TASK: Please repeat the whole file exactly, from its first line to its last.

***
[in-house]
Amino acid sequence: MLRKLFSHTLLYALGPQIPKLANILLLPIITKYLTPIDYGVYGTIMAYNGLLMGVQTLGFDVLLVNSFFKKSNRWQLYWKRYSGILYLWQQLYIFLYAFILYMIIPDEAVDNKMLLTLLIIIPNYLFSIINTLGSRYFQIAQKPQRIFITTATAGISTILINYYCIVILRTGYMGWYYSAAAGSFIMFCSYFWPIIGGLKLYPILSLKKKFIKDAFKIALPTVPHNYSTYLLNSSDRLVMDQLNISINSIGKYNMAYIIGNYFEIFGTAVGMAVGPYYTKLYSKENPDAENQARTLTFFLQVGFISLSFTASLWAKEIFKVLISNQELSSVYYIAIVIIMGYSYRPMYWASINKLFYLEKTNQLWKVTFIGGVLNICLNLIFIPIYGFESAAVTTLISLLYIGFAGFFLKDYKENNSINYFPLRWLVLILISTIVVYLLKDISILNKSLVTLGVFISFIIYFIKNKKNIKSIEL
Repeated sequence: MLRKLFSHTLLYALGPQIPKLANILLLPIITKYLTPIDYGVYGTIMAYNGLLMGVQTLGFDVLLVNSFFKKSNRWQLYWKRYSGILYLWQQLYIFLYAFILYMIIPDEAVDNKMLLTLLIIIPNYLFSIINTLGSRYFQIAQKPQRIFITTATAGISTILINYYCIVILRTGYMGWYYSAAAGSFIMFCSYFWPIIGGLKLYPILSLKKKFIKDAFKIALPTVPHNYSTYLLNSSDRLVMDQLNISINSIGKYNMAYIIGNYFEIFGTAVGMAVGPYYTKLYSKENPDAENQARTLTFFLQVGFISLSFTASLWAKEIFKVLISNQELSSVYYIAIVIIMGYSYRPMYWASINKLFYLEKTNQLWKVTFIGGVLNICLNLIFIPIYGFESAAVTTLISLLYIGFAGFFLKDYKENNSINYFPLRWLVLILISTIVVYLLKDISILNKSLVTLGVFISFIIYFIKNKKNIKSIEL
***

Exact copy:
[in-house]
Amino acid sequence: MLRKLFSHTLLYALGPQIPKLANILLLPIITKYLTPIDYGVYGTIMAYNGLLMGVQTLGFDVLLVNSFFKKSNRWQLYWKRYSGILYLWQQLYIFLYAFILYMIIPDEAVDNKMLLTLLIIIPNYLFSIINTLGSRYFQIAQKPQRIFITTATAGISTILINYYCIVILRTGYMGWYYSAAAGSFIMFCSYFWPIIGGLKLYPILSLKKKFIKDAFKIALPTVPHNYSTYLLNSSDRLVMDQLNISINSIGKYNMAYIIGNYFEIFGTAVGMAVGPYYTKLYSKENPDAENQARTLTFFLQVGFISLSFTASLWAKEIFKVLISNQELSSVYYIAIVIIMGYSYRPMYWASINKLFYLEKTNQLWKVTFIGGVLNICLNLIFIPIYGFESAAVTTLISLLYIGFAGFFLKDYKENNSINYFPLRWLVLILISTIVVYLLKDISILNKSLVTLGVFISFIIYFIKNKKNIKSIEL
Repeated sequence: MLRKLFSHTLLYALGPQIPKLANILLLPIITKYLTPIDYGVYGTIMAYNGLLMGVQTLGFDVLLVNSFFKKSNRWQLYWKRYSGILYLWQQLYIFLYAFILYMIIPDEAVDNKMLLTLLIIIPNYLFSIINTLGSRYFQIAQKPQRIFITTATAGISTILINYYCIVILRTGYMGWYYSAAAGSFIMFCSYFWPIIGGLKLYPILSLKKKFIKDAFKIALPTVPHNYSTYLLNSSDRLVMDQLNISINSIGKYNMAYIIGNYFEIFGTAVGMAVGPYYTKLYSKENPDAENQARTLTFFLQVGFISLSFTASLWAKEIFKVLISNQELSSVYYIAIVIIMGYSYRPMYWASINKLFYLEKTNQLWKVTFIGGVLNICLNLIFIPIYGFESAAVTTLISLLYIGFAGFFLKDYKENNSINYFPLRWLVLILISTIVVYLLKDISILNKSLVTLGVFISFIIYFIKNKKNIKSIEL